The Recipes

Old Country Czech Apricot Kolaches

  • 2 packages active dry yeast
  • 1 tablespoon sugar
  • 1/4 cup warm water
  • 2 cups whole milk, warmed
  • 7 cups flour, divided
  • 1 egg
  • 2 egg yolks
  • 1 teaspoon salt
  • 1/2 cup sugar
  • 1 stick butter, melted
  • Apricot filling (recipe follows)
  • Posipka (recipe follows)

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In a measuring cup, add the yeast and sugar to the warm water. Let sit for 10 minutes, or until the dry ingredients are dissolved.

Pour the yeast mixture, milk and 3 cups flour into a large bowl and mix thoroughly. Set in a warm place and allow to rise for 45 minutes.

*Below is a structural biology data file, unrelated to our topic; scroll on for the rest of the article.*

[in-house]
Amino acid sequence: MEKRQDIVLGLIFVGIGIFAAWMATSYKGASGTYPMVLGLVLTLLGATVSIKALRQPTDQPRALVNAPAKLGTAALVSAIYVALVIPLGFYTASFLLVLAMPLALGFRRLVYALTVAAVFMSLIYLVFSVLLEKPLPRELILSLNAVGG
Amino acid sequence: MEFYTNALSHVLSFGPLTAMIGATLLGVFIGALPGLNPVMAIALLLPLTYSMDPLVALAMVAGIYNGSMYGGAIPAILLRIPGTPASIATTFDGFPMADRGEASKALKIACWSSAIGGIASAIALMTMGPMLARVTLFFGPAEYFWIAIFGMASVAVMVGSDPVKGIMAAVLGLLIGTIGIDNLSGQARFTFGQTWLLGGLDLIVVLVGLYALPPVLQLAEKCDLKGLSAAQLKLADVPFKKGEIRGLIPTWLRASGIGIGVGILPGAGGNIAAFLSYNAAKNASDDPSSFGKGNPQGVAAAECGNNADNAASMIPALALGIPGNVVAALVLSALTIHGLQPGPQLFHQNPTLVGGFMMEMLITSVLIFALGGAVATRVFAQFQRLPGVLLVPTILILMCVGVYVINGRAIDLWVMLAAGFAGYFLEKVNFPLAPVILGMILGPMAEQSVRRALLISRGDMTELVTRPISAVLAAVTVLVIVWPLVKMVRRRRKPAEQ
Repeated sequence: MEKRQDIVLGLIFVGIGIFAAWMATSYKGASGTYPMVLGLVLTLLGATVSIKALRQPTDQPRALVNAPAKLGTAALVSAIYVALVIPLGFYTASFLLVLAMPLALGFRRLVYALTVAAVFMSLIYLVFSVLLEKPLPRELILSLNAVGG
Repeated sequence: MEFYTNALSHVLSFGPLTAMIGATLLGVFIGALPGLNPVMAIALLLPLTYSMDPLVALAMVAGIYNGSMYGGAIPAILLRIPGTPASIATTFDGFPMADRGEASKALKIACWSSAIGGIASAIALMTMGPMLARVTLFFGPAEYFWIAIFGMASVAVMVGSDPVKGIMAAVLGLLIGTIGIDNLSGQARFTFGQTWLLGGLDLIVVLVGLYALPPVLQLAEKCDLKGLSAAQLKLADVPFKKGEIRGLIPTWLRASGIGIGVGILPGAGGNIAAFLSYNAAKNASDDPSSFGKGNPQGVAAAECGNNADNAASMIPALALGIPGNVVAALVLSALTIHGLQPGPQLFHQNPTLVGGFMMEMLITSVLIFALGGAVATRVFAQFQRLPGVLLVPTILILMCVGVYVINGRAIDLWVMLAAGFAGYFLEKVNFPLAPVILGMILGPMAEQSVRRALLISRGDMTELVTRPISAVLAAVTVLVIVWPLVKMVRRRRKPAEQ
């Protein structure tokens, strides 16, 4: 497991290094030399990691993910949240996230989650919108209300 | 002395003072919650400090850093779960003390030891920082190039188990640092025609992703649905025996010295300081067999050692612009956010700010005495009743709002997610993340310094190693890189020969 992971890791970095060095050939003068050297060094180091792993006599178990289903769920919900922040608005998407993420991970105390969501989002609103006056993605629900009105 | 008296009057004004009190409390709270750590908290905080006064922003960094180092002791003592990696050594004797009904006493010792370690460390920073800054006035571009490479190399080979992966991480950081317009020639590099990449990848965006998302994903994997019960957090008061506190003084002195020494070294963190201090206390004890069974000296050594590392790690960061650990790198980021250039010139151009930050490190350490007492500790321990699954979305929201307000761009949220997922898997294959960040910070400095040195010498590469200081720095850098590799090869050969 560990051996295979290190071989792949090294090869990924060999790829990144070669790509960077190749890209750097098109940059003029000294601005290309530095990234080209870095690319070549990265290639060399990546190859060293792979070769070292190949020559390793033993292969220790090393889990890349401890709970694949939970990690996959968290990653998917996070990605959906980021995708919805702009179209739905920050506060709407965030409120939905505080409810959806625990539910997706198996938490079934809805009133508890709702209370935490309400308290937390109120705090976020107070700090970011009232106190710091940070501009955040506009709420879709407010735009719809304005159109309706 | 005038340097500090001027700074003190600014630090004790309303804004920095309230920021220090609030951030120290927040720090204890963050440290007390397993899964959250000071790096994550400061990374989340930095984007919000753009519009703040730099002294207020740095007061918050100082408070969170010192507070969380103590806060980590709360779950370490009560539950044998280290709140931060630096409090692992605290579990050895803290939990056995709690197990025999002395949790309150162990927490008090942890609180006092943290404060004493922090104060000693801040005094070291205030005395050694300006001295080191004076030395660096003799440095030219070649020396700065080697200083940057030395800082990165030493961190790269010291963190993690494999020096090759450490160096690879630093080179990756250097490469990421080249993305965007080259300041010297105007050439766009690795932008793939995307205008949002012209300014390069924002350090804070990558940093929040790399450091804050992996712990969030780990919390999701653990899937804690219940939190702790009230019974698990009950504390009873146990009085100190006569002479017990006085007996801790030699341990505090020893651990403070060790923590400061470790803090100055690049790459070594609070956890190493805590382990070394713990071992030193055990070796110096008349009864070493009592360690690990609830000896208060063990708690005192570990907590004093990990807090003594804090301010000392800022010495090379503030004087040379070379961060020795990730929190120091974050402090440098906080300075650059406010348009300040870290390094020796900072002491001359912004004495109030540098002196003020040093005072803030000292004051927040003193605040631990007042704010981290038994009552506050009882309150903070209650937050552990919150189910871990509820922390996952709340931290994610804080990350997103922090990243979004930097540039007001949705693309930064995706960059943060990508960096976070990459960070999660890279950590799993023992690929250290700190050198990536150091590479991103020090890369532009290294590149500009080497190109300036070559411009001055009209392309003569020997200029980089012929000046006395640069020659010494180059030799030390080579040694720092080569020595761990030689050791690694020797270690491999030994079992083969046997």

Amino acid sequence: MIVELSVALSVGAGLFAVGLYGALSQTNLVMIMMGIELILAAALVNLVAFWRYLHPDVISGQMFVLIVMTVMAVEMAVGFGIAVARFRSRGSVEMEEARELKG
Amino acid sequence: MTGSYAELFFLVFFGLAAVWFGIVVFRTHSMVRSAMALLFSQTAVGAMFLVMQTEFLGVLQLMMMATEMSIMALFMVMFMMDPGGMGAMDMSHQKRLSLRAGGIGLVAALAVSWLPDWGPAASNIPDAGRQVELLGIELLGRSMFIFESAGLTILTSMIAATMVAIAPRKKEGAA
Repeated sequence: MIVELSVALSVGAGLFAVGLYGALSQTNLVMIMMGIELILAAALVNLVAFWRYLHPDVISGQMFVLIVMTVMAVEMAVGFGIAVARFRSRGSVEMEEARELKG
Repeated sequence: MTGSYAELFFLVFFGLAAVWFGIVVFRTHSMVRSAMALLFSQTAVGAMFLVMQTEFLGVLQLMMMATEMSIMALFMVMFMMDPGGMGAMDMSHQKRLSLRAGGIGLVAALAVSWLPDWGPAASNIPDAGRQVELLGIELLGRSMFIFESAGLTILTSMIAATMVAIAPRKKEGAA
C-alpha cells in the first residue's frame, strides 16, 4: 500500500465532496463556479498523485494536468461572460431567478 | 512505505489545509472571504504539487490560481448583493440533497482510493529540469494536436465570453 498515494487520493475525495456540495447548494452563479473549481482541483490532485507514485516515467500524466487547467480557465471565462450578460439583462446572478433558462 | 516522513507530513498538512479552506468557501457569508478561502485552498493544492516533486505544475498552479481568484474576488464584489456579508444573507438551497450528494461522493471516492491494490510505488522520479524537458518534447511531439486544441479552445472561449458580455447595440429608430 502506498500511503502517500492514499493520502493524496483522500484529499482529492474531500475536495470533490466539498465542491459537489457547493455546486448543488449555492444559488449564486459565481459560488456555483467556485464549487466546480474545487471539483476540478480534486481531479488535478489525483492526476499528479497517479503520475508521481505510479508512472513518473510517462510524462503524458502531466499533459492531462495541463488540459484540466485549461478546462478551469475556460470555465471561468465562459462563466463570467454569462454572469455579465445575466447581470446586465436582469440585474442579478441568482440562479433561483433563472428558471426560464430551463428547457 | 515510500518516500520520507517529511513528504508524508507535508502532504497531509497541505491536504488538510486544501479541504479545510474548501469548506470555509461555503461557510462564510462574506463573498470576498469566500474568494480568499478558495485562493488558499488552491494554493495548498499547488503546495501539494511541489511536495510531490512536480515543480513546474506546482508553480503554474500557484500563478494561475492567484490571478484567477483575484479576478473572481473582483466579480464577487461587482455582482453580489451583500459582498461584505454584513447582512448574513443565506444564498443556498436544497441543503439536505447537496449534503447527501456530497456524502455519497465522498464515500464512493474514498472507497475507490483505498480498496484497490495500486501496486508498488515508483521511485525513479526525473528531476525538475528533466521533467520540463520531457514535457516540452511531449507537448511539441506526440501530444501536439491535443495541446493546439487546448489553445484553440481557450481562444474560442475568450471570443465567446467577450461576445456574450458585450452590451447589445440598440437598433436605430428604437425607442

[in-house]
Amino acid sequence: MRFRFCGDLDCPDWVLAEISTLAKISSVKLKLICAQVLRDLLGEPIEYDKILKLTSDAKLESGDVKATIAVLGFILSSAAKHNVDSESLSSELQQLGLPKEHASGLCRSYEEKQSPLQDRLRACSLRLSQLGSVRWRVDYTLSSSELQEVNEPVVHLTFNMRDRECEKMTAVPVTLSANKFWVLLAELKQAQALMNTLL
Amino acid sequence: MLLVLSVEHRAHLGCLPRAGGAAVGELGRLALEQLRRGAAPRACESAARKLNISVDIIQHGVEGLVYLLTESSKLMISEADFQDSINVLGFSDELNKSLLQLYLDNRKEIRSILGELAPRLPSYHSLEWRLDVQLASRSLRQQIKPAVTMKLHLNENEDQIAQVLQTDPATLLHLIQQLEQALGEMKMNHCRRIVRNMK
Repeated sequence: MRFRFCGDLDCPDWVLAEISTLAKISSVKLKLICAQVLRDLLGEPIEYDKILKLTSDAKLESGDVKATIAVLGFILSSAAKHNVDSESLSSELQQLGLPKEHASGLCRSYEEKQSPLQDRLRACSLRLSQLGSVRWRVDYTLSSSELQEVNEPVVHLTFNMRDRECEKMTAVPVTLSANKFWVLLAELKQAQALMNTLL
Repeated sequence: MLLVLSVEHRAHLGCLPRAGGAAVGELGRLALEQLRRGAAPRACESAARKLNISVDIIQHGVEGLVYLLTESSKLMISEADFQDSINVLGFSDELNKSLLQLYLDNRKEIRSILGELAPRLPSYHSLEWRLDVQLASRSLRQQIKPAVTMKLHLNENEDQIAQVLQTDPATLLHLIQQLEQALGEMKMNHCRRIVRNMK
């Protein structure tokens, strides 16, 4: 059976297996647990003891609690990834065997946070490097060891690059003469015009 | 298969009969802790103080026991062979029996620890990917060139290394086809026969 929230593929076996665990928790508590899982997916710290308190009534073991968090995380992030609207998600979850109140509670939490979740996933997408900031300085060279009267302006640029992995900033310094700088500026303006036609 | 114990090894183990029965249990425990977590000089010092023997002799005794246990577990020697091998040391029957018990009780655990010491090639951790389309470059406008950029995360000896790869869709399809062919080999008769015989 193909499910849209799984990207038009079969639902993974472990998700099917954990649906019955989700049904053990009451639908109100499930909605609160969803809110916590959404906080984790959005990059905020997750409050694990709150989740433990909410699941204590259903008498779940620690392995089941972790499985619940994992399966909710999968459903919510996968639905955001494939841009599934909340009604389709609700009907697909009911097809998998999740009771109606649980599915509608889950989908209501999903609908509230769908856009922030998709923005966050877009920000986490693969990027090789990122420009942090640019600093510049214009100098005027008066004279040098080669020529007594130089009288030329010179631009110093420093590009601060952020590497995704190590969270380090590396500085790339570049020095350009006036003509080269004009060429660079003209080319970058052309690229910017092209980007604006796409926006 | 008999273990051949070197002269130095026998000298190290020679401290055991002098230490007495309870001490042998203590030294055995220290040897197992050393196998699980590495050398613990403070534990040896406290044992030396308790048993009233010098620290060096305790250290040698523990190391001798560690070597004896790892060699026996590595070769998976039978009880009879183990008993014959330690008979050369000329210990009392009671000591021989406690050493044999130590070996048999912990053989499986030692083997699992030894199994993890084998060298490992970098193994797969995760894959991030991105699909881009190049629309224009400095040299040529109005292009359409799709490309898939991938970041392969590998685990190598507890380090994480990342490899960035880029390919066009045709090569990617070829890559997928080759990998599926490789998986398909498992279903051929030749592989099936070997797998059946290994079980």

After the dough has risen, add the egg and egg yolks, salt, sugar and melted butter. Using a large spoon, mix until smooth. While kneading, gradually add 3 1/2 cups flour and continue to knead until the dough doesn’t stick to your fingers. Sprinkle another 1/2 cup flour on top of the dough and let rise for an hour in a warm place.

Spray a baking sheet with nonstick spray or line with parchment paper. Sprinkle some flour on a clean counter and spoon out about a tablespoon of dough. Stretch into a 3-inch diameter. Place about a tablespoon of the apricot filling on top of the dough and pinch closed. Place the kolache, seam-side down, on the prepared baking sheet. Continue, leaving a bit of space between each kolache, until the baking sheet is full. Brush the tops of the kolaches with melted butter. Press a pinch of posipka on top of each kolache. Let rise for 30 minutes.